from his car and his yard, and that people had tried to break into

 his home while he was away. However, Hasadinratana did not

 testify to any facts showing that he had a reasonable belief that he

 faced a threat of imminent harm at the time of his arrest.

¶9    Following that testimony and the parties’ arguments, the

 district court denied Hasadinratana’s request to assert the

 affirmative defense of choice of evils, explaining,

            [To be able to assert that affirmative defense to
            POWPO, there has to be a] specific, definite,
            and imminent threat, and while I would
            acknowledge that this defendant, because of
            where he lived, may have had a generalized
            perception that he was potentially in danger,
            there was nothing on this occasion that
            required him to arm himself since there was
            nothing imminent that I’ve heard.


                                    3
¶ 10   Hasadinratana filed a motion to reconsider, arguing, among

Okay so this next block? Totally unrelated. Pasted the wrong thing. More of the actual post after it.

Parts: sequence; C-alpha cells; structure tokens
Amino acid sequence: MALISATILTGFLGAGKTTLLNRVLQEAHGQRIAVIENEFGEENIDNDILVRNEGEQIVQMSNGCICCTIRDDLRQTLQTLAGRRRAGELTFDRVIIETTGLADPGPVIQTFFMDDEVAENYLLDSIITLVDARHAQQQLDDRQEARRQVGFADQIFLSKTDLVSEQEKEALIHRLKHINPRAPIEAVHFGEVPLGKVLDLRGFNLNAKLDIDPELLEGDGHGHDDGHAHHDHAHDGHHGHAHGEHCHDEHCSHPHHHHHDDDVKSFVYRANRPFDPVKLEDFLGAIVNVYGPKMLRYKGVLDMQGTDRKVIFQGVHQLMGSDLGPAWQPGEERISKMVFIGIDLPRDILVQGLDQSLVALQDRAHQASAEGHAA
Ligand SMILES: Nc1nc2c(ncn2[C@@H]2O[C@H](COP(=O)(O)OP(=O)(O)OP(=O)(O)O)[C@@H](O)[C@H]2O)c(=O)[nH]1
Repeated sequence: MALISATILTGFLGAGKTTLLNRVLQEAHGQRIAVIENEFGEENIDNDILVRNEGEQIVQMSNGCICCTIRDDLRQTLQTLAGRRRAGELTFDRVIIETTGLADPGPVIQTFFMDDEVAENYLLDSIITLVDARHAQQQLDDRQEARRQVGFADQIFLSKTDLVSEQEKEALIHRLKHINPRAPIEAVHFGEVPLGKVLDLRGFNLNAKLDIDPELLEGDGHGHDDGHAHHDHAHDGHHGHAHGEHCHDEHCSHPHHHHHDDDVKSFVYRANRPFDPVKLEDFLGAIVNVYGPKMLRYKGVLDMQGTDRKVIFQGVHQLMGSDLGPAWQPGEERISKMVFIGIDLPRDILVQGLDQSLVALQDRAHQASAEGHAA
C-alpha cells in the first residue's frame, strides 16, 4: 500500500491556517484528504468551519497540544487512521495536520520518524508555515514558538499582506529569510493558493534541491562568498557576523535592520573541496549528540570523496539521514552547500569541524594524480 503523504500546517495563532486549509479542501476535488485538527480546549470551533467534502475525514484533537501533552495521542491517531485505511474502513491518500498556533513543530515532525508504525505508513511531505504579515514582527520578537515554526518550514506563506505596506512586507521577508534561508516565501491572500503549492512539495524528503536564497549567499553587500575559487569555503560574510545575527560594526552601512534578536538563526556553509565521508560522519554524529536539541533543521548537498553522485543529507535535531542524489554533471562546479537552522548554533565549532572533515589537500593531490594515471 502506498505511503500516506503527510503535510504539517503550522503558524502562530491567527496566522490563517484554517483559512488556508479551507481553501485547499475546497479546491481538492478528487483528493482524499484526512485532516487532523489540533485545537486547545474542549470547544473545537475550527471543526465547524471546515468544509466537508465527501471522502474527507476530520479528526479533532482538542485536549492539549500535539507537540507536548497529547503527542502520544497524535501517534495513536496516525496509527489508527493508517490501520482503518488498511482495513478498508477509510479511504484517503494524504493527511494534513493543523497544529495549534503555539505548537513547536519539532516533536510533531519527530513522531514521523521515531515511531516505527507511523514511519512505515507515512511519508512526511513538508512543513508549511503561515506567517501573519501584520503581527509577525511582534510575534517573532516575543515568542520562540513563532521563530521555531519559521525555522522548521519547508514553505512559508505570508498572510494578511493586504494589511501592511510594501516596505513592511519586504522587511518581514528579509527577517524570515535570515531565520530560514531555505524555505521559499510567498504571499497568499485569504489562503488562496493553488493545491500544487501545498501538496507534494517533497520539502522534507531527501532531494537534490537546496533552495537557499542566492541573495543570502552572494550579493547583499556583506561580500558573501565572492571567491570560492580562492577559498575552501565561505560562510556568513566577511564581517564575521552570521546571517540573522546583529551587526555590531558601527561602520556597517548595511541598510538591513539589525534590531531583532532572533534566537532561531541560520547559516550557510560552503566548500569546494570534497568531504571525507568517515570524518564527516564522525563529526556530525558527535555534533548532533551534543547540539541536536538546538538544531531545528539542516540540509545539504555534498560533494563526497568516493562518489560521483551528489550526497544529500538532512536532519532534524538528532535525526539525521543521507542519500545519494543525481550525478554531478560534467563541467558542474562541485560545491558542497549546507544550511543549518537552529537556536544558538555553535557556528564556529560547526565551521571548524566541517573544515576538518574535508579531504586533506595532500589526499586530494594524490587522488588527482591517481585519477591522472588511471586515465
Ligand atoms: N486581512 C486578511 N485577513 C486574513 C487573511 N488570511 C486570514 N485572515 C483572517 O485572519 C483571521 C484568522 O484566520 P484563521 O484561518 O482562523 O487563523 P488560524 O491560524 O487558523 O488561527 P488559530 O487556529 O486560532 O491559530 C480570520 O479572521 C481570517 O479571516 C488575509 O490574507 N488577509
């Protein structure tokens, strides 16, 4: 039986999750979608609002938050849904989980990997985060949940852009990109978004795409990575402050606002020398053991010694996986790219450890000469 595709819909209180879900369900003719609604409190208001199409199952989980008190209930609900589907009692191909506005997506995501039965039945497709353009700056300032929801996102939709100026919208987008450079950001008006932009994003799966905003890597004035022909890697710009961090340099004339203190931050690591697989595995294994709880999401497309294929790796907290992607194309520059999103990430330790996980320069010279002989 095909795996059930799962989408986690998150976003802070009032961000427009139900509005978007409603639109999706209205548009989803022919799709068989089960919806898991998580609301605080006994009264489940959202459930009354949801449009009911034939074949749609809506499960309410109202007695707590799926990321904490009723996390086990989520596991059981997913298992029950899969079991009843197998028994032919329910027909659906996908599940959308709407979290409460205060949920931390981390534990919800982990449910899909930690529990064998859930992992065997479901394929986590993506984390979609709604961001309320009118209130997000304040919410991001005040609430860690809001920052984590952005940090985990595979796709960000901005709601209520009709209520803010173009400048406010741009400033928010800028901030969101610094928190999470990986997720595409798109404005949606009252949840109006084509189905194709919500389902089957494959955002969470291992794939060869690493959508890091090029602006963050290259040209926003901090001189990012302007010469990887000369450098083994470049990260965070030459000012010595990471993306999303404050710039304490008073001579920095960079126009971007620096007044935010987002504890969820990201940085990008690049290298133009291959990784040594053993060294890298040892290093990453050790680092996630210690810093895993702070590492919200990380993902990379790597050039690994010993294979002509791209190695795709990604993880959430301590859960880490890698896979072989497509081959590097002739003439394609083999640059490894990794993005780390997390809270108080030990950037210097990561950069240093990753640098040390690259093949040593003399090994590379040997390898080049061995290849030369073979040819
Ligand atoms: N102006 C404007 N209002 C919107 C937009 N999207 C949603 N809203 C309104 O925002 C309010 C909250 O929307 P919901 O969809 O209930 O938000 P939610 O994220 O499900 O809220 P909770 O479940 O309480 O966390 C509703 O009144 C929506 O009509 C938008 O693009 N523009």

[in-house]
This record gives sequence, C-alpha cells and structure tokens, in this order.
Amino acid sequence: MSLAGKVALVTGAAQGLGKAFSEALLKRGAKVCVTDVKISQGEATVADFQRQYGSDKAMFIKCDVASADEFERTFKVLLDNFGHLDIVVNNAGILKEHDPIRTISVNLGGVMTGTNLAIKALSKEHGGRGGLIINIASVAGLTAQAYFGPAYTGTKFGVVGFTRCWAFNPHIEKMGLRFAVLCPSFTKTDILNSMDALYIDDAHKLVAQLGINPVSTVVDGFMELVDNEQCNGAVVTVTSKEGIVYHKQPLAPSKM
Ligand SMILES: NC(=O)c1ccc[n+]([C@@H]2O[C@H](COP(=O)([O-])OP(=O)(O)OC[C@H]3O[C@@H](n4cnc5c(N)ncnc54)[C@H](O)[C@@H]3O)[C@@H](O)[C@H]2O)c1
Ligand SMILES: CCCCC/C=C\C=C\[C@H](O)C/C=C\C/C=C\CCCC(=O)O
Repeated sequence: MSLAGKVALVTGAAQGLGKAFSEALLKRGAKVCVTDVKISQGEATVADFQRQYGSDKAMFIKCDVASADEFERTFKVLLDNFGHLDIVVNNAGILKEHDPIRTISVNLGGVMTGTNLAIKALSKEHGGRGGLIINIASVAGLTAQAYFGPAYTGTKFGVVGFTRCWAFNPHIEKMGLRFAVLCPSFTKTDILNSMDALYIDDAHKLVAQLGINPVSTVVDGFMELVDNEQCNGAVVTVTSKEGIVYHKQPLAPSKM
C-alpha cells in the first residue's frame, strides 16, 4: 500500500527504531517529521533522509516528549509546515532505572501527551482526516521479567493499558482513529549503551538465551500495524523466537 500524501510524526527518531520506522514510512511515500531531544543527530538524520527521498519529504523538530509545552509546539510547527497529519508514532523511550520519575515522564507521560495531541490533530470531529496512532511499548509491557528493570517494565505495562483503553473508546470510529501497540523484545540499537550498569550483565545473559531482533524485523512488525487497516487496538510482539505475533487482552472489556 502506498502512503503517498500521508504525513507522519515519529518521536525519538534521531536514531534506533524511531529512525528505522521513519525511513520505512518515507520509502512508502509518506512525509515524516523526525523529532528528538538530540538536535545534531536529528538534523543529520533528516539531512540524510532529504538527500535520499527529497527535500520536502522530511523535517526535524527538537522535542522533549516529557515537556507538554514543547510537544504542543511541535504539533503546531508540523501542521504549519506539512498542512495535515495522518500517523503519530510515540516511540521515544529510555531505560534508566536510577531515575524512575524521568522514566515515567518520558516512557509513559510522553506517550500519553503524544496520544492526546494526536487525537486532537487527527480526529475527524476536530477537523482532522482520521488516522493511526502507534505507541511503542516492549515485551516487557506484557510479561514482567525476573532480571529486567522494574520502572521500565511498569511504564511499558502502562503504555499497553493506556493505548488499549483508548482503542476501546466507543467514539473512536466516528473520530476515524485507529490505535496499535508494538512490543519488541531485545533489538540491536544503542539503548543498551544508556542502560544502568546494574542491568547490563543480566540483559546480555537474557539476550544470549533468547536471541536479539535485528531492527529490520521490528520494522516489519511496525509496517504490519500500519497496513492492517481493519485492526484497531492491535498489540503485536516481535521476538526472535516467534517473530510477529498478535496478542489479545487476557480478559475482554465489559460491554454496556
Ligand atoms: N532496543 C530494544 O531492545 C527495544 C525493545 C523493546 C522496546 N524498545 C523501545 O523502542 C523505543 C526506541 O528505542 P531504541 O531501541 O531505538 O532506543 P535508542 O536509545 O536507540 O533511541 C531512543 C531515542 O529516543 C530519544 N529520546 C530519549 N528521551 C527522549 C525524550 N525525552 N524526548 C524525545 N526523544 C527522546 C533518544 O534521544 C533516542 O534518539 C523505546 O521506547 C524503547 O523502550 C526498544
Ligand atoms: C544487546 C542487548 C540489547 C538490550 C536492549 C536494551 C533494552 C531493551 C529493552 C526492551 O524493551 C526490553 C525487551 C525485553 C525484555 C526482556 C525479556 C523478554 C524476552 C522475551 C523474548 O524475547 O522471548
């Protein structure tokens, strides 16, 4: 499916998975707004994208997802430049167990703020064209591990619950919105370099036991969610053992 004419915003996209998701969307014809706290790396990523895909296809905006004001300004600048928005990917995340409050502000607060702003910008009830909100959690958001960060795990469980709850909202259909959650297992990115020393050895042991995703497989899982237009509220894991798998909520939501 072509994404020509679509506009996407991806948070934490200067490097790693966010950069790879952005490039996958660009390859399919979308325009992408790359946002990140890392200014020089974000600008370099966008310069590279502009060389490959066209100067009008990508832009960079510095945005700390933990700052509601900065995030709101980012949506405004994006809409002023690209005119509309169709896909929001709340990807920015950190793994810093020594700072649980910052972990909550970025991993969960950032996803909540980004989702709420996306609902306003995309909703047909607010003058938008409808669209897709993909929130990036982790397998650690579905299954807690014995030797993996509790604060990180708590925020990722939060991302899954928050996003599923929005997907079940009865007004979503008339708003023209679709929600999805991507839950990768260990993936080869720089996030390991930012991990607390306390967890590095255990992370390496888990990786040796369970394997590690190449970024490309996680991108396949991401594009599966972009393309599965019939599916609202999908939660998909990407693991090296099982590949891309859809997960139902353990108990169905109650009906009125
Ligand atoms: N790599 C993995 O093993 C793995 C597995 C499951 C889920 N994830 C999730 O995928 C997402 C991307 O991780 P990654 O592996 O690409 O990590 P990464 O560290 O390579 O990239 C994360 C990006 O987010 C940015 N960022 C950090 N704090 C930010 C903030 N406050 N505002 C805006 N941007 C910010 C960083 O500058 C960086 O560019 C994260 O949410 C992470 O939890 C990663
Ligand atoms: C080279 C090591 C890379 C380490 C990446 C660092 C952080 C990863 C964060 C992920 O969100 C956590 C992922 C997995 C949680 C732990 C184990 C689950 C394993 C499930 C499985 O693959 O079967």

other things, that “[t]he accused need not present evidence of

  imminent threat, just that the weapon was possessed for a

  constitutionally protected purpose, i.e. defense of person or

  property.” He repeated that argument on the morning of the first

  day of trial.

¶ 11   The district court denied the motion to reconsider and

  reaffirmed its ruling that, because Hasadinratana had not

  presented evidence of a threat of imminent harm, he would not be

  allowed to assert the affirmative defense of choice of evils at trial.

  However, over the prosecutor’s objection, the court granted

  Hasadinratana’s request for the following theory of defense

  instruction:

             It is the defense theory of the case that Mr.
             Hasadinratana carried a weapon for what he
             believed was a constitutionally protected
             purpose, namely, to protect person and
             property. Notwithstanding a prior felony
             conviction, Mr. Hasadinratana believed he was
             justified in carrying a weapon under a belief of
             threat of harm to person or property.

¶ 12   The jury found Hasadinratana guilty of POWPO and the court

  sentenced him to three years of probation.



                                      4
              II.   Applicable Law and Standard of Review

¶ 13   To be entitled to assert an affirmative defense, a defendant

  must present “some credible evidence” supporting the defense.

  § 18-1-407(1), C.R.S. 2020; People v. DeGreat, 

2018 CO 83

, ¶ 16,

  

428 P.3d 541

, 544. This burden is “relatively lenient.” DeGreat,

  ¶ 22, 

428 P.3d at 545

. In determining whether a defendant met the

  burden, we view the proffered evidence in the light most favorable to

  him. Cassels v. People, 

92 P.3d 951